Politics

TPP-11 explained: What is the Trans-Pacific Partnership and is it good for business?

The Conversation /

TPP-11

Ministers Lim Hng Kiang, David Parker, J Jayasiri, François-Philippe Champagne, Steven Ciobo, Heraldo Muñoz Valenzuela, Dato Pehin, Toshimitsu Motegi, Ildefonso Guajardo, Eduardo Ferreyros and Tran Tuan Anh at the signing of TPP-11 in Santiago, Chile. Source: Mario Ruiz/EPA.

By Pat Ranald, University of Sydney

These days it is called the TPP-11 or, more formally, the Comprehensive and Progressive Agreement for Trans-Pacific Partnership.

It is what was left of the 12-nation Trans-Pacific Partnership after President Donald Trump pulled the US out, after a decade of negotiation, in 2017.

Still in it are Australia, New Zealand, Canada, Mexico, Peru, Chile, Japan, Brunei, Singapore, Malaysia and Vietnam. Without the USA, it’ll cover 13% of the world’s economy rather than 30%.

What’s in it for us?

It is hard to know exactly what it will do for Australians because the Australian government hasn’t commissioned independent modelling — either of the TPP-11 before the Senate or the original TPP-12.

A report commissioned by business organisations, finds the gains for Australia are negligible, eventually amounting to 0.4% of national income (instead of 0.5% under the TPP-12).

The report says: “The reason is simple: Australia already benefits from extensive past liberalisation, especially with Asia-Pacific partners.”

But it says bigger gains would come from expanding TPP-11 to many more members, all using “common rules” and the same “predictable regulatory environment”.

Gradual deregulation

Setting up that predictable environment takes an unprecedented 30 chapters, covering topics including temporary workers, trade in services, financial services, telecommunications, electronic commerce, competition policy, state-owned enterprises and regulatory coherence.

Most treat regulation as something to be frozen, reduced over time and never increased.

It’s a regime that suits global businesses, but will make it harder for future governments to re-regulate should they decide they need to.

Our experience of the global financial crisis, the banking royal commission, escalating climate change and the exploitation of vulnerable temporary workers tell us that from time to time governments do need to be able to re-regulate in the public interest.

International ISDS tribunals

And some decisions will be beyond our control. In addition to the normal state-to-state dispute processes in all trade agreements, the TPP-11 contains so-called Investor-State Dispute Settlement (ISDS) provisions that allow private corporations to bypass national courts and seek compensation from extraterritorial tribunals if they believe a change in the law or policy has harmed their investments.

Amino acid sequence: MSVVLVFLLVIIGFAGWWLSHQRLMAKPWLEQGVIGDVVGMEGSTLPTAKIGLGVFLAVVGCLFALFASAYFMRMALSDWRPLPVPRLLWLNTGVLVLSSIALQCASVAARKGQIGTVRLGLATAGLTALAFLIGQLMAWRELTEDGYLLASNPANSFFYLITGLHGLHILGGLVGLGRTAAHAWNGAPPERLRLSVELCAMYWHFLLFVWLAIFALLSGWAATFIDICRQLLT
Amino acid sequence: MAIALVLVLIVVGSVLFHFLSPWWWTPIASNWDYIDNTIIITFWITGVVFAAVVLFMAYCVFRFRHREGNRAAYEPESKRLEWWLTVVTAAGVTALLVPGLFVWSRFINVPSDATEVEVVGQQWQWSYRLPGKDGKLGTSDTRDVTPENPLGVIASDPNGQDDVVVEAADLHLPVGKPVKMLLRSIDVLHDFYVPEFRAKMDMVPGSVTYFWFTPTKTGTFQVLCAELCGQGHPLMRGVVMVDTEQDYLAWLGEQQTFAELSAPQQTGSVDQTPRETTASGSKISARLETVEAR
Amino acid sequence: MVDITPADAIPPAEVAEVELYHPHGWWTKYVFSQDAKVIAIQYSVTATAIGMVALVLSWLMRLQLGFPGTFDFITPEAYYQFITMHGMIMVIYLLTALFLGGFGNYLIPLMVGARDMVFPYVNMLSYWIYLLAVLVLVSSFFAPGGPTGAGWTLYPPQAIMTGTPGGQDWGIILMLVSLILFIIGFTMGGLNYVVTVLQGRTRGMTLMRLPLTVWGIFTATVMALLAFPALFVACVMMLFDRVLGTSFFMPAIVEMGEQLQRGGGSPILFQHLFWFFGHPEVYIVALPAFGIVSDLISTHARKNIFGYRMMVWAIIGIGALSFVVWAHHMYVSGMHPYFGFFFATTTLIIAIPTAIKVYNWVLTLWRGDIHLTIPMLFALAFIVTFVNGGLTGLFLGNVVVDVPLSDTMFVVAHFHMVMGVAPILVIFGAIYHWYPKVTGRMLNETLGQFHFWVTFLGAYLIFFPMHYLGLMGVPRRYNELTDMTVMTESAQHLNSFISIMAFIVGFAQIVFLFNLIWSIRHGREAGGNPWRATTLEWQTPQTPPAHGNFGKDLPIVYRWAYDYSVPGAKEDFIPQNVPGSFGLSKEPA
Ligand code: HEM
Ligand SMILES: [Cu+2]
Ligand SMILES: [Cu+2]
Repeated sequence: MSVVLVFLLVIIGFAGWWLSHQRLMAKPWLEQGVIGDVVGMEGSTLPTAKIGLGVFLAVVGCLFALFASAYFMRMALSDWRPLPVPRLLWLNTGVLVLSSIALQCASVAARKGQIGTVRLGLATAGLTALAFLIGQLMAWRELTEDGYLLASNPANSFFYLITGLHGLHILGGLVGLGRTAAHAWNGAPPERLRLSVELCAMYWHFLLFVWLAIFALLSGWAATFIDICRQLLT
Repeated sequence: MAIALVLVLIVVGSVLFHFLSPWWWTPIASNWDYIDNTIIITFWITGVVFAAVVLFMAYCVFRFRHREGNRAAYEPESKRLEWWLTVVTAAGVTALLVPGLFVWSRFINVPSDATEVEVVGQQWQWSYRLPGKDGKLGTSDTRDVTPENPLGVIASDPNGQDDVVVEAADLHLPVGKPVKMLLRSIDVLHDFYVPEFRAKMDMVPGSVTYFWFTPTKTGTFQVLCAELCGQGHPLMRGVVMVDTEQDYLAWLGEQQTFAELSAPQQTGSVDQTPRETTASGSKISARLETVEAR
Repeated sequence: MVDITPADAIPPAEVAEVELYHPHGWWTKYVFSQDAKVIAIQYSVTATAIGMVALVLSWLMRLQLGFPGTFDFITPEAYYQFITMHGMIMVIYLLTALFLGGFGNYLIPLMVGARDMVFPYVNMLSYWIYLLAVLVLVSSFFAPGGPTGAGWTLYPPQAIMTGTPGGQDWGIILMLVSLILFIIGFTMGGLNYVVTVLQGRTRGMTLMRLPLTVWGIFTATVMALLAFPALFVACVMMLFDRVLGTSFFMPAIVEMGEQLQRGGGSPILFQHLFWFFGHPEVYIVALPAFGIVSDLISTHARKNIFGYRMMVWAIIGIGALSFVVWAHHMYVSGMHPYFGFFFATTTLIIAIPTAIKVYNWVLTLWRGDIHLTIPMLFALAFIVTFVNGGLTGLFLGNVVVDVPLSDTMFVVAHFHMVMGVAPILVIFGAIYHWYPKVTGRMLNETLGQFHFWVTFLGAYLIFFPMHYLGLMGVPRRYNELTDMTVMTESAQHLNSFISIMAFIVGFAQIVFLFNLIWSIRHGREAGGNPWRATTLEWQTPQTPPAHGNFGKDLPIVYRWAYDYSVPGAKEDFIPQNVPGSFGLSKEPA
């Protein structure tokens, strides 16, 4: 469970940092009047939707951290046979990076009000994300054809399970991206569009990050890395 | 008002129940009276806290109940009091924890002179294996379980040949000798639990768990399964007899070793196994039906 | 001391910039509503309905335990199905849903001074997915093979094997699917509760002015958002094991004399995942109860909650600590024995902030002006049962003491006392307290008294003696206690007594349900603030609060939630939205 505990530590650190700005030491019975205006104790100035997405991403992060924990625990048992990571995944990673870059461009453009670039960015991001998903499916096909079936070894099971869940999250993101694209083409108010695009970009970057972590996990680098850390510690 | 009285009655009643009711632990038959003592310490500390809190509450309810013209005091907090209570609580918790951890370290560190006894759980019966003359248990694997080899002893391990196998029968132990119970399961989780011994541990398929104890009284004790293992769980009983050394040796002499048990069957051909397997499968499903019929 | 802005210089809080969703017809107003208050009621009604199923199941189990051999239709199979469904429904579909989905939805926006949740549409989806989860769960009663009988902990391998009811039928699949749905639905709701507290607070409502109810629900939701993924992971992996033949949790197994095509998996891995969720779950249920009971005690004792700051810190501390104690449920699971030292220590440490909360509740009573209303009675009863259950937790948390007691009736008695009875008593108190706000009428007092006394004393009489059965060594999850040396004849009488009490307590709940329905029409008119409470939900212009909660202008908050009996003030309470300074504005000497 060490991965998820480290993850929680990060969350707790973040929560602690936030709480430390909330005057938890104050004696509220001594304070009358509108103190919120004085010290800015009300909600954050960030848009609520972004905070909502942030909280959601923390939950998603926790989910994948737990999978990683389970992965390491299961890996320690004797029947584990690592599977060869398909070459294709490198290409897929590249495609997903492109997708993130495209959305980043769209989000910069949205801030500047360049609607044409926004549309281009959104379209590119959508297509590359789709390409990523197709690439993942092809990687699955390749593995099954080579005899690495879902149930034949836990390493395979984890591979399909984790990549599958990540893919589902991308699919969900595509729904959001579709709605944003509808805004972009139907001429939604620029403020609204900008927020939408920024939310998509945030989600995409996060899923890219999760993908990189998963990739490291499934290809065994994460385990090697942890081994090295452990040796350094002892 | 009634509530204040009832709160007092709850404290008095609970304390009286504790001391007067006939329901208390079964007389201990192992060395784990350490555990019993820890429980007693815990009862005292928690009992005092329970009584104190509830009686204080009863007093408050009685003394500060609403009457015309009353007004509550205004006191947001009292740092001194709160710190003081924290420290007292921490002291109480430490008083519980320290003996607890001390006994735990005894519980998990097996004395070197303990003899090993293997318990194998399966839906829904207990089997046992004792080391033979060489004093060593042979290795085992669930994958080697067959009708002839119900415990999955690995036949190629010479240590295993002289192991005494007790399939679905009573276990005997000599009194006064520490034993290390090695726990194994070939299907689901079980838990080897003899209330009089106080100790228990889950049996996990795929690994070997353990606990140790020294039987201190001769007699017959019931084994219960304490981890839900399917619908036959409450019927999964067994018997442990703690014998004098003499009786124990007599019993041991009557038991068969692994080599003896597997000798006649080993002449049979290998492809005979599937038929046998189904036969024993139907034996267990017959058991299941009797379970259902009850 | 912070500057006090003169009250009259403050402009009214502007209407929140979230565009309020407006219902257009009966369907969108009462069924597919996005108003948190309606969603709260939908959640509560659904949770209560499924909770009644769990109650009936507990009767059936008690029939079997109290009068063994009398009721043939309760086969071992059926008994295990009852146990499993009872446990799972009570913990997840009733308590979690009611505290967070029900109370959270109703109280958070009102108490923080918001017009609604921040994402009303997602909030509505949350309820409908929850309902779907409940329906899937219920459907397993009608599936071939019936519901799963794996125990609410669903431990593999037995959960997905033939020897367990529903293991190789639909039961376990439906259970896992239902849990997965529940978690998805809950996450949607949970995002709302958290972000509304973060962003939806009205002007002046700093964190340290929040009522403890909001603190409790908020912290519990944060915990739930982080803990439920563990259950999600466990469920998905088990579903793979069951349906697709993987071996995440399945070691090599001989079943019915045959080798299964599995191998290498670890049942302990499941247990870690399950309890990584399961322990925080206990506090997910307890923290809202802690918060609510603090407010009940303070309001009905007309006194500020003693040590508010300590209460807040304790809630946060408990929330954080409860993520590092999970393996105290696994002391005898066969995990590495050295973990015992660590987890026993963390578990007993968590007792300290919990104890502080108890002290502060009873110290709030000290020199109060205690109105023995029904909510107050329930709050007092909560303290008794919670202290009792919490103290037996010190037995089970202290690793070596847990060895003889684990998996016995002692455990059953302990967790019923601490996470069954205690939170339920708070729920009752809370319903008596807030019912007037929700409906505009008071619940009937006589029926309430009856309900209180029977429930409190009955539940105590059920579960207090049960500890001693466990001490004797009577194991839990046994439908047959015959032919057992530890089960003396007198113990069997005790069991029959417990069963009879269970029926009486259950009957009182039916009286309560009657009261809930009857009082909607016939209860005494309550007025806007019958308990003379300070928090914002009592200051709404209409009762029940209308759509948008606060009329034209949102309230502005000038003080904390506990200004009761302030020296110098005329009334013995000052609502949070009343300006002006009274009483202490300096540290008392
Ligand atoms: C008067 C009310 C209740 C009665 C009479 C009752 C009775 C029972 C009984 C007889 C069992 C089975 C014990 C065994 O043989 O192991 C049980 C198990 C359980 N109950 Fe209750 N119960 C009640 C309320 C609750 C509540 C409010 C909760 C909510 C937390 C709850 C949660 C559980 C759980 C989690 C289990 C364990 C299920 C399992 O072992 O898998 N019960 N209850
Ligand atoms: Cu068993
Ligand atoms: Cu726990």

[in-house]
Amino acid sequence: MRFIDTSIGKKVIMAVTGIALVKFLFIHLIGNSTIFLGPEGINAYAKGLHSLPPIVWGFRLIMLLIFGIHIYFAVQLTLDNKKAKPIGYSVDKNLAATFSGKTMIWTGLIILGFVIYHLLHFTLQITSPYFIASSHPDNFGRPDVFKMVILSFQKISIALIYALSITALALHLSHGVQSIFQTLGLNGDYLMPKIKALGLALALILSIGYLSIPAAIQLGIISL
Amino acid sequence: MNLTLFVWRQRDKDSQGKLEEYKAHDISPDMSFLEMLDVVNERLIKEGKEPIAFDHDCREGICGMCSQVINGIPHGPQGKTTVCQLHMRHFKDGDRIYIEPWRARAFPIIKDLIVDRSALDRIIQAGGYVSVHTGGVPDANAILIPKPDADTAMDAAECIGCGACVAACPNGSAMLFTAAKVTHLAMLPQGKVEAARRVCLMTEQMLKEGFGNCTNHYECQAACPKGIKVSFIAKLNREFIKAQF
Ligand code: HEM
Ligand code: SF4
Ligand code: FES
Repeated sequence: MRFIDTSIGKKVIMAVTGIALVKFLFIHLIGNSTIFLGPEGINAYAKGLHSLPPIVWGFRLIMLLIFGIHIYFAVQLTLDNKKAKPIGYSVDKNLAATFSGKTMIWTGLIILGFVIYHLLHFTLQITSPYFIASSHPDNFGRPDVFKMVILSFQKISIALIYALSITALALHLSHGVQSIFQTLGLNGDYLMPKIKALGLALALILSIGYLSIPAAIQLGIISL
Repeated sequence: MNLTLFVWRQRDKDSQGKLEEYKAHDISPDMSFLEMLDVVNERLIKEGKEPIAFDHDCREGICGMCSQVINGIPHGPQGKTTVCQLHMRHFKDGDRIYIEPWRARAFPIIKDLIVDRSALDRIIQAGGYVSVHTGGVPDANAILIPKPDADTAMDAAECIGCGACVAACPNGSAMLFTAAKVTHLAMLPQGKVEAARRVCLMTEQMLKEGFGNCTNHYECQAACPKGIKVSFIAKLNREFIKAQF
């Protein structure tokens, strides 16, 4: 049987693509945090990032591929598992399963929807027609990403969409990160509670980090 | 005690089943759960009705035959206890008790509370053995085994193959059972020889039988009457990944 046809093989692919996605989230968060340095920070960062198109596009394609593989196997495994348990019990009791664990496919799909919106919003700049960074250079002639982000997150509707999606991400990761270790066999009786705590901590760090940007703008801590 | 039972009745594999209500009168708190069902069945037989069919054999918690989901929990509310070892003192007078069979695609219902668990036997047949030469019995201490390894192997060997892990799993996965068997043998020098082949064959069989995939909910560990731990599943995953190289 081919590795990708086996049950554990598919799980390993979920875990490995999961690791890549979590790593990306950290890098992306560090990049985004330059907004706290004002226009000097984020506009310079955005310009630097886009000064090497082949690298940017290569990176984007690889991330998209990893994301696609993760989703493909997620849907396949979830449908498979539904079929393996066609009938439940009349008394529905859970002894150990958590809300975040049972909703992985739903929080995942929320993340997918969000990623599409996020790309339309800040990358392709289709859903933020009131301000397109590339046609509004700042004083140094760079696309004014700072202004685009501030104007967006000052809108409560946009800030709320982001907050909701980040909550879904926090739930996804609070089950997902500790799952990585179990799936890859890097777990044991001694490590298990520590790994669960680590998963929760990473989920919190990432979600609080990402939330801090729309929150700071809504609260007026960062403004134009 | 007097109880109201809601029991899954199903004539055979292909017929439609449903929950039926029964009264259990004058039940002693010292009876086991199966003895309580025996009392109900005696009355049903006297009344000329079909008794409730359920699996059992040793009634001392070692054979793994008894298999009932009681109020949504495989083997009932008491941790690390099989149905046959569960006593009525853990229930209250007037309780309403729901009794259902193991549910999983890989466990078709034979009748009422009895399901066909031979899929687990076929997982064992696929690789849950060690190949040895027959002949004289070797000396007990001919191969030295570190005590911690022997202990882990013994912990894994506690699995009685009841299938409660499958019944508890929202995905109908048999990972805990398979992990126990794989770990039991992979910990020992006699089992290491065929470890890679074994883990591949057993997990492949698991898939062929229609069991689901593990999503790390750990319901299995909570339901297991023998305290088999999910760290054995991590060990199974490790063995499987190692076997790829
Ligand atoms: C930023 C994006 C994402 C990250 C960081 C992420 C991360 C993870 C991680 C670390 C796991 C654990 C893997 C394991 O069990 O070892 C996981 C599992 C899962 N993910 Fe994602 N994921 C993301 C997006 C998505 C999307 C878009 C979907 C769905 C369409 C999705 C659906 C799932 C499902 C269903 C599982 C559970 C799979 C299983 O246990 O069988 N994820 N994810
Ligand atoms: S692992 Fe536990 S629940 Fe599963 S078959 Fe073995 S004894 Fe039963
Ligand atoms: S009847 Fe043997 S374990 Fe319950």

Only tobacco cases are clearly excluded.

ISDS clauses will benefit some Australian-based firms. They will be able to take action against foreign governments that pass laws which threaten their investments, although until now there have been only four cases. John Howard did not include ISDS in the 2004 Australia-US FTA, following strong public reaction against it.

Known ISDS cases have increased from less than 10 in 1994 to 850 in 2017, and many are against health, environment, Indigenous rights and other public interest regulations.

If, after the TPP-11 is in force, a future government wants to introduce new regulations requiring to reduce their carbon emissions, it is not beyond the bounds of possibility that companies headquartered in TPP-11 members might launch cases to object.

Legal firms specialising in ISDS are already canvassing those options.

Even where governments win such cases, it takes years and tens of millions of dollars in legal and arbitration fees to defend them. It took an FOI decision to discover the Australian government spent $39 million in legal costs to defend its tobacco plain packaging laws in the Philip Morris case. The percentage of those costs recovered by the government is still not known.

A limited role for parliament

The text of trade agreements such as TPP-11 remains secret until the moment they are signed. After that, it’s then tabled in parliament and reviewed by a parliamentary committee.

But the parliament can’t change the text. It can only approve or reject the legislation before it.

In another oddity, that legislation doesn’t cover the whole agreement, merely those parts of it that are necessary to do things such as cut tariffs.

The parliament won’t be asked to vote on Australia’s decision to subject itself to ISDS, or on many of the other measures in the agreement that purport to restrict the government’s ability to impose future regulations.

Could Labor approve it, and then change it?

In the midst of internal opposition to TPP-11, the Labor opposition has decided to endorse it and then try to negotiate changes if it wins government.

Labor representatives have promised to release the text of future agreements before they are signed and to subject them to independent analysis if they win government.

And it says it will legislate to outlaw ISDS and temporary labour provisions in future agreements.

But renegotiation won’t be easy. Labour will have to try to negotiate side letters with each of the other TPP governments. If the TPP-11 gets through the Senate, Labor is likely to be stuck with it.

This article is republished from The Conversation under a Creative Commons license. Read the original article.

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